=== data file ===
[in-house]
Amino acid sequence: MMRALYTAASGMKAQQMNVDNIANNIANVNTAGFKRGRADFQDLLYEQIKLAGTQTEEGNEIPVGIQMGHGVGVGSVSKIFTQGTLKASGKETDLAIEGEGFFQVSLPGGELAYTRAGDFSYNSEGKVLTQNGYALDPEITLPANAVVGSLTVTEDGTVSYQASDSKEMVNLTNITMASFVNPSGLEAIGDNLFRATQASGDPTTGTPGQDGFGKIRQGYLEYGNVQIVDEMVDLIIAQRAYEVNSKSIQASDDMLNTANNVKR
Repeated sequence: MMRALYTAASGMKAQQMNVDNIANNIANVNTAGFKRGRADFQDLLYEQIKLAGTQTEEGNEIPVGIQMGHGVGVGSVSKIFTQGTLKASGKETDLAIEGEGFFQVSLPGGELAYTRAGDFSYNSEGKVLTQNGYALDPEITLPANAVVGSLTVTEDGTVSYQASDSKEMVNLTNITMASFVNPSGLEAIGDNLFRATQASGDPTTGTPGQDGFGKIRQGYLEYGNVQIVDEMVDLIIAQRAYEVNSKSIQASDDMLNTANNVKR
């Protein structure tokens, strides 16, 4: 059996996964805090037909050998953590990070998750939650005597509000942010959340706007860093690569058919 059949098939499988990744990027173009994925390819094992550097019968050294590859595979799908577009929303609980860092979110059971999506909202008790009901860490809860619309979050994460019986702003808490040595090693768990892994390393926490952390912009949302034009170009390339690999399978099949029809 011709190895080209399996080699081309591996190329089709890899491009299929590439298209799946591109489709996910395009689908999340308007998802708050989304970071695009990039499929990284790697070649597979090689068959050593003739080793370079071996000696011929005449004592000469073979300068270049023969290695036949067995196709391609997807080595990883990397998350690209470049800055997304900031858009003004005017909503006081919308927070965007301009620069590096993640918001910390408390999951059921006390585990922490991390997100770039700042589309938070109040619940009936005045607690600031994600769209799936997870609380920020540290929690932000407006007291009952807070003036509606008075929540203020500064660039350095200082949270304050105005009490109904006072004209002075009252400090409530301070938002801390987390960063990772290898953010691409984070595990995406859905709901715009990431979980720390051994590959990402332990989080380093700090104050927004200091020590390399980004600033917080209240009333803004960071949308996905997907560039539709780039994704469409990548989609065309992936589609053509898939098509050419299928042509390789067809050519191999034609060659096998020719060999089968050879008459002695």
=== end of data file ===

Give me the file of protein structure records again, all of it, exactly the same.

[in-house]
Amino acid sequence: MMRALYTAASGMKAQQMNVDNIANNIANVNTAGFKRGRADFQDLLYEQIKLAGTQTEEGNEIPVGIQMGHGVGVGSVSKIFTQGTLKASGKETDLAIEGEGFFQVSLPGGELAYTRAGDFSYNSEGKVLTQNGYALDPEITLPANAVVGSLTVTEDGTVSYQASDSKEMVNLTNITMASFVNPSGLEAIGDNLFRATQASGDPTTGTPGQDGFGKIRQGYLEYGNVQIVDEMVDLIIAQRAYEVNSKSIQASDDMLNTANNVKR
Repeated sequence: MMRALYTAASGMKAQQMNVDNIANNIANVNTAGFKRGRADFQDLLYEQIKLAGTQTEEGNEIPVGIQMGHGVGVGSVSKIFTQGTLKASGKETDLAIEGEGFFQVSLPGGELAYTRAGDFSYNSEGKVLTQNGYALDPEITLPANAVVGSLTVTEDGTVSYQASDSKEMVNLTNITMASFVNPSGLEAIGDNLFRATQASGDPTTGTPGQDGFGKIRQGYLEYGNVQIVDEMVDLIIAQRAYEVNSKSIQASDDMLNTANNVKR
């Protein structure tokens, strides 16, 4: 059996996964805090037909050998953590990070998750939650005597509000942010959340706007860093690569058919 059949098939499988990744990027173009994925390819094992550097019968050294590859595979799908577009929303609980860092979110059971999506909202008790009901860490809860619309979050994460019986702003808490040595090693768990892994390393926490952390912009949302034009170009390339690999399978099949029809 011709190895080209399996080699081309591996190329089709890899491009299929590439298209799946591109489709996910395009689908999340308007998802708050989304970071695009990039499929990284790697070649597979090689068959050593003739080793370079071996000696011929005449004592000469073979300068270049023969290695036949067995196709391609997807080595990883990397998350690209470049800055997304900031858009003004005017909503006081919308927070965007301009620069590096993640918001910390408390999951059921006390585990922490991390997100770039700042589309938070109040619940009936005045607690600031994600769209799936997870609380920020540290929690932000407006007291009952807070003036509606008075929540203020500064660039350095200082949270304050105005009490109904006072004209002075009252400090409530301070938002801390987390960063990772290898953010691409984070595990995406859905709901715009990431979980720390051994590959990402332990989080380093700090104050927004200091020590390399980004600033917080209240009333803004960071949308996905997907560039539709780039994704469409990548989609065309992936589609053509898939098509050419299928042509390789067809050519191999034609060659096998020719060999089968050879008459002695």